Monday, July 4, 2011


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Vernonia amygdalina
Scientific classification
Kingdom: Plantae
(unranked): Angiosperms
(unranked): Eudicots
(unranked): Asterids
Order: Asterales
Family: Asteraceae
Genus: Vernonia
Species: V. amygdalina
Binomial name
Vernonia amygdalina
Vernonia amygdalina, a member of the Asteraceae family, is a small shrub that grows in the tropical Africa. V. amygdalina is commonly called bitter leaf because of its bitter taste. The leaves may be consumed either as a vegetable (macerated leaves in soups) or aqueous extracts as tonics for the treatment of various illnesses. In the wild, chimpanzees have been observed to ingest the leaves when suffering from parasitic infections.[1] Many herbalists and naturopathic doctors recommend aqueous extracts for their patients as treatment for emesis, nausea, diabetes, loss of appetite-induced abrosia, dysentery and other gastrointestinal tract problems. Until the last decade or so, there were only anecdotal reports and claims to support the health benefits. The anecdotal reports are now being supported by scientific evidence that a V. amygdalina regimen or consumption as dietary supplements may provide multiple health benefits.[citation needed]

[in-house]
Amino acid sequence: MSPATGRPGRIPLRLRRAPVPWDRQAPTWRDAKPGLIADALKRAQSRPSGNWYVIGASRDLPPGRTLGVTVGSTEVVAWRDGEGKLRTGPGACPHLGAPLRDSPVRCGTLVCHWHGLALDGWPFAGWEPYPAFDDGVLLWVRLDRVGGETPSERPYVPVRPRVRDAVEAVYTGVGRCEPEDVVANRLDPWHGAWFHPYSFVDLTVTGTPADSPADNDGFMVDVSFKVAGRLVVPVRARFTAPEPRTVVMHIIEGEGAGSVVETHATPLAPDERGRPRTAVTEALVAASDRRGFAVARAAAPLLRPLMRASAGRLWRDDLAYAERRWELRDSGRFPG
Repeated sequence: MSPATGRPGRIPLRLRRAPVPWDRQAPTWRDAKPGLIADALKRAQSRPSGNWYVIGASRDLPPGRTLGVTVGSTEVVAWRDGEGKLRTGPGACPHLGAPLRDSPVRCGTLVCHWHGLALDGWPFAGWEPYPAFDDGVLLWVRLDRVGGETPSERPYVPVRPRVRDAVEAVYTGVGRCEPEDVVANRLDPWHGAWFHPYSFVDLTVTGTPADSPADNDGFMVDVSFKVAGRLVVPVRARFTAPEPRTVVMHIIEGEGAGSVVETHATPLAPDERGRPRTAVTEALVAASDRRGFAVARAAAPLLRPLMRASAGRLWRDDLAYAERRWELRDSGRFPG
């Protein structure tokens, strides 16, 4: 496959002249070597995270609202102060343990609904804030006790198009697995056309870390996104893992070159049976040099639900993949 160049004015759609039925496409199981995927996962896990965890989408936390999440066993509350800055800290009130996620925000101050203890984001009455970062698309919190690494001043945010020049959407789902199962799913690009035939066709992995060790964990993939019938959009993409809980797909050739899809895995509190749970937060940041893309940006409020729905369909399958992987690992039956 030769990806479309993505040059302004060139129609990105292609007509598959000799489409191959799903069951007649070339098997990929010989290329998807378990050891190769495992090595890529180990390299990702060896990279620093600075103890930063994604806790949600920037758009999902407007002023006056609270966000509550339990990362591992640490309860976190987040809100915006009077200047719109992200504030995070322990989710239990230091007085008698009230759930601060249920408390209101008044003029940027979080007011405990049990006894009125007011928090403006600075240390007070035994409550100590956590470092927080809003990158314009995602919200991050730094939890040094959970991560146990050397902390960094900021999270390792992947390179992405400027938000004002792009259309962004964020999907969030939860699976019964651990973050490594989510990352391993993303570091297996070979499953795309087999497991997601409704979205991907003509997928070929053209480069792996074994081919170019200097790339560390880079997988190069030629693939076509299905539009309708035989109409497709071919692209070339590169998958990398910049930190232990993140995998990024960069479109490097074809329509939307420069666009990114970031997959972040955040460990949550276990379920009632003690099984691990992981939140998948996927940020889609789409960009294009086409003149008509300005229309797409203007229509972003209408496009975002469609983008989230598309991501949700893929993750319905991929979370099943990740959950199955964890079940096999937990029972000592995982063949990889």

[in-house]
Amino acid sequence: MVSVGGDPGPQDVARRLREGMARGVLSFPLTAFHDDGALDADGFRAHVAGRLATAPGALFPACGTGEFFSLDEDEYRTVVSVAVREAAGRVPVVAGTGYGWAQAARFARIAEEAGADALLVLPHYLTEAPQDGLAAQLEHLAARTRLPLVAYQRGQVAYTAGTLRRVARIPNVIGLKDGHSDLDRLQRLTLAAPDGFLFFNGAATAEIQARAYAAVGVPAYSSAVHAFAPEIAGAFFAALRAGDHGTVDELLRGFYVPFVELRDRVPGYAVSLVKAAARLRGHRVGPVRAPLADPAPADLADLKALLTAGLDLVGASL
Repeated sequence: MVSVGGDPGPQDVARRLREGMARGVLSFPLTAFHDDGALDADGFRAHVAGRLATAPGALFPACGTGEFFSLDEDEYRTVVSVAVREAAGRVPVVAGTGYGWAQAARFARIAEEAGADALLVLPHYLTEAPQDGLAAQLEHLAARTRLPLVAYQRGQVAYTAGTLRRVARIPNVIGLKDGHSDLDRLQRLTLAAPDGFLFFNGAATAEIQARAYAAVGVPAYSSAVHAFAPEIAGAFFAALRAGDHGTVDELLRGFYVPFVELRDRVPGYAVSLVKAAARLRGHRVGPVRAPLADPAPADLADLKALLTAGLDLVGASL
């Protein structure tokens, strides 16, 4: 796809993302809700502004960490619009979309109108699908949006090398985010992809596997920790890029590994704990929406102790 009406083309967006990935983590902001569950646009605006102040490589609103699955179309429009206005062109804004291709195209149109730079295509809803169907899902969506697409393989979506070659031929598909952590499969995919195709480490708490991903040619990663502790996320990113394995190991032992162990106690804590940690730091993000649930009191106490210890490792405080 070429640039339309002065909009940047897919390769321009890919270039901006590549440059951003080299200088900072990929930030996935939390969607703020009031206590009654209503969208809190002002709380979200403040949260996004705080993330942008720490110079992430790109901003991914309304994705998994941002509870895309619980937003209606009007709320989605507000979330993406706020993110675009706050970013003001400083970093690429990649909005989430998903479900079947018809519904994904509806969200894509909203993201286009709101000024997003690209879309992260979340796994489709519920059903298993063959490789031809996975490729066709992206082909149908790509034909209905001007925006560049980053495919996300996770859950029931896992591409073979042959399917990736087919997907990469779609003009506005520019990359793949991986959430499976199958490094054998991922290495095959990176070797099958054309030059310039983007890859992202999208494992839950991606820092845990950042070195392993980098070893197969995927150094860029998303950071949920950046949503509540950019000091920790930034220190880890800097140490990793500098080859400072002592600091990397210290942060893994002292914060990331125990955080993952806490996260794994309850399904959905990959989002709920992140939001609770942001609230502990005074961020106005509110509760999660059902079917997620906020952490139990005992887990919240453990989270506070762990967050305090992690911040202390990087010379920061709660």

Vernonia amygdalina extracts may help suppress, delay, or kill cancerous cell in many ways, such as:
  • Induction of apoptosis as determined in cell culture and animal studies.[2][3]
  • Enhanced Chemotherapy Sensitivity - V. amygdalina extracts may render cancerous cells to be more sensitive to chemotherapy.[2]
  • Inhibition of the growth or growth signals of cancerous cells.[4][5][6][7]
  • Suppression of metastasis of cancerous cells in the body by the inhibition of NFҡB is an anti-apoptotic transcription factors as demonstrated in animal studies.[3]
  • Reduction of estrogen level in the body by the suppression of Aromatase activity.[8] The Involvement of blood estrogen level in the etiology of estrogen receptor (ER) positive breast cancer has been widely reported.[9] Additional source of estrogen production in humans besides the ovary and adrenal gland is the conversion of testosterone to estrogen in a reaction catalyzed by Aromatase. Many studies have shown positive correlations between blood estrogen levels and breast cancer risks.[9] Therefore, compounds that inhibit Aromatase activity are used for the treatment of breast cancer.
  • Antioxidants - V. amygdalina may provide anti-oxidant benefits.[10]
  • Enhancement of the immune system - Many studies have shown that V. amygdalina extracts may strengthen the immune system through many cytokines (including NFҡB, pro inflammatory molecule) regulation.[2]
Studies conducted using streptozotocin-induced diabetic laboratory animals showed that V. amygdalina administration decreased blood glucose by 50% compared to untreated diabetic animals.[11]
V. amygdalina, traditionally used by small farmers in Western Africa, does possess anthelminthic anti-parasitic properties.[12]


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